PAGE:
On June 7, 1991, following the breakdown of negotiations between the parties, the Underwriters brought suit in the London High Court of Justice, Queens Bench Division, seeking the equivalent of a declaratory judgment regarding the meaning of the term "premises" as used in the Market Agreement and an aspect of the Metlife dispute.
On June 19, 1991, Travelers sued the Underwriters in New York Supreme Court, seeking: (1) $33 million in damages for breach of contract and of the Market Agreement; (2) $33 million in damages for breach of an implied covenant of good faith and fair dealing; (3) $33 million in compensatory damages and $500 million in punitive damages for fraudulent business practices; (4) $99 million in damages for unfair claims settlement practices; (5) attorney's fees for the Underwriters' intentional misrepresentations of their good faith during negotiations; (6) attorney's fees for the Underwriters' intentional misrepresentation as to the immediacy of a negotiated settlement; (7) a declaratory judgment as to the Metlife dispute under the Market Agreement; and (8) a declaratory judgment as to the Metlife dispute under the reinsurance treaties.
On November 14, 1991, the Underwriters voluntarily discontinued the London action. Thereafter, they removed the New York action to the Southern District, pursuant to 9 U.S.C. § 205, which provides for the removal of a state court action related to an arbitration agreement or award covered by the Convention.
Travelers moved to remand the case to New York Supreme Court on the grounds that: (1) the service of suit clause waived the Underwriters' right to remove the case; (2) the Convention did not apply because the claims were based on the Market Agreement, which lacks an arbitration clause, thereby depriving the district court of subject matter jurisdiction; and (3) the Underwriters waived their arbitration rights by filing the London action. The Underwriters cross-moved, seeking: (1) to compel arbitration on all but the fifth and sixth claims; (2) judgment on the pleadings in the fifth and sixth claims; and (3) a stay pending arbitration.
On January 19, 1993, the district court granted the motion to remand the case and denied the cross-motion, concluding that the service of suit provision waived the Underwriters' right to removal. The Underwriters now appeal.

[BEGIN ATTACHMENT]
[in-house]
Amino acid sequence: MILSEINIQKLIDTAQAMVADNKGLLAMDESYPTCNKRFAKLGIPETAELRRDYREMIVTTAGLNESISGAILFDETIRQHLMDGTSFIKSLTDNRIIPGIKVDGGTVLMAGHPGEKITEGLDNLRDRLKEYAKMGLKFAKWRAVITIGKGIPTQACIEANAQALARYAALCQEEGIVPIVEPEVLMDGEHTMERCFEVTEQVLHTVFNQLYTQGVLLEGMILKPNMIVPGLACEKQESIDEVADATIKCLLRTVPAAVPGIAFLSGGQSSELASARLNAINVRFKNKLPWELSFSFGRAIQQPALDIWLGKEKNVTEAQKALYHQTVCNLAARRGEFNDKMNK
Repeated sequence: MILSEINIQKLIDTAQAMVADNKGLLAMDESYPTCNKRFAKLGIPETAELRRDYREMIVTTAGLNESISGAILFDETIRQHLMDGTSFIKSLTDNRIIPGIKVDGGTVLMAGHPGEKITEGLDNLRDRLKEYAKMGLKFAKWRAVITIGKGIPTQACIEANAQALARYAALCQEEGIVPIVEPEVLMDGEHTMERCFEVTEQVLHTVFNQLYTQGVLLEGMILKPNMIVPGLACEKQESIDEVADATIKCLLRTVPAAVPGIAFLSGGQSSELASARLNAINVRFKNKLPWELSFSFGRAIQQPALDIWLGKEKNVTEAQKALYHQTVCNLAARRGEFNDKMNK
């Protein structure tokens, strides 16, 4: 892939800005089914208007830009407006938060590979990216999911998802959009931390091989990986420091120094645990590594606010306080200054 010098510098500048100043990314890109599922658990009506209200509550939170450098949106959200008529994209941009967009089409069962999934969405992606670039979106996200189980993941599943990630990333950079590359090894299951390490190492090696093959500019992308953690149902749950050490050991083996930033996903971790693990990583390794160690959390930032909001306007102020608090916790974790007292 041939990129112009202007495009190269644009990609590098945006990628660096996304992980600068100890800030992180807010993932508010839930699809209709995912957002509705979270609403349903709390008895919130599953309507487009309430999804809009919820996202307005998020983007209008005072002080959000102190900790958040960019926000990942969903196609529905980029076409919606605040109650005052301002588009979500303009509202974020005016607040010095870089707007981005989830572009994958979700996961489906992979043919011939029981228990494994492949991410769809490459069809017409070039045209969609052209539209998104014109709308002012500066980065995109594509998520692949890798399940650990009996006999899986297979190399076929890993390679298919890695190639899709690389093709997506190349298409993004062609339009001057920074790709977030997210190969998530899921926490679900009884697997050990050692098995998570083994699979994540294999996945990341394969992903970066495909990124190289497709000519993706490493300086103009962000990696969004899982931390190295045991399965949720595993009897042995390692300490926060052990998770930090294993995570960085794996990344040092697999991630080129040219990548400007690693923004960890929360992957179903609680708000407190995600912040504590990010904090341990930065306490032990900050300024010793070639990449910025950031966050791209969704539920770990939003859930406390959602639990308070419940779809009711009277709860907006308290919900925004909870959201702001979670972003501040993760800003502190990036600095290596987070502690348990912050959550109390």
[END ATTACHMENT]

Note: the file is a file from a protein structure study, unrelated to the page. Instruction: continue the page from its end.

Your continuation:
A. Appellate Jurisdiction
Initially, we must determine whether the remand order is directly appealable or if review is limited to a writ of mandamus.2 We hold that the remand order is not appealable, except as it applies to the fifth and sixth claims, and dismiss the appeal except as to those claims.
A remand order that "is not a final order within the meaning of Cohen [v. Beneficial Indus. Loan Corp., 337 U.S. 541, 546, 69 S.Ct. 1221, 1226, 93 L.Ed. 1528 (1949) ] ... is not reviewable by means of appeal." Corcoran v. Ardra Ins. Co., 842 F.2d 31, 35 (2d Cir.1988). Thus, to determine the availability of direct review, we must determine whether the district court's order satisfies the requirements of the collateral order doctrine enunciated in Cohen.
To be appealable under Cohen, an order must "conclusively determine [a collateral] disputed question." Moses H. Cone Memorial Hosp. v. Mercury Constr. Corp., 460 U.S. 1, 11, 103 S.Ct. 927, 934, 74 L.Ed.2d 765 (1983) (citation omitted). Thus, in Karl Koch Erecting Co. v. New York Convention Ctr. Dev. Corp., 838 F.2d 656, 658-59 (2d Cir.1988), we held that a remand order based on the district court's interpretation of a forum selection clause was appealable. As we later explained: "In Karl Koch, the collateral dispute was whether the merits of the litigation should be decided in state court or in federal court; the district court, in remanding the matter to state court, conclusively determined that issue." Corcoran, 842 F.2d at 35.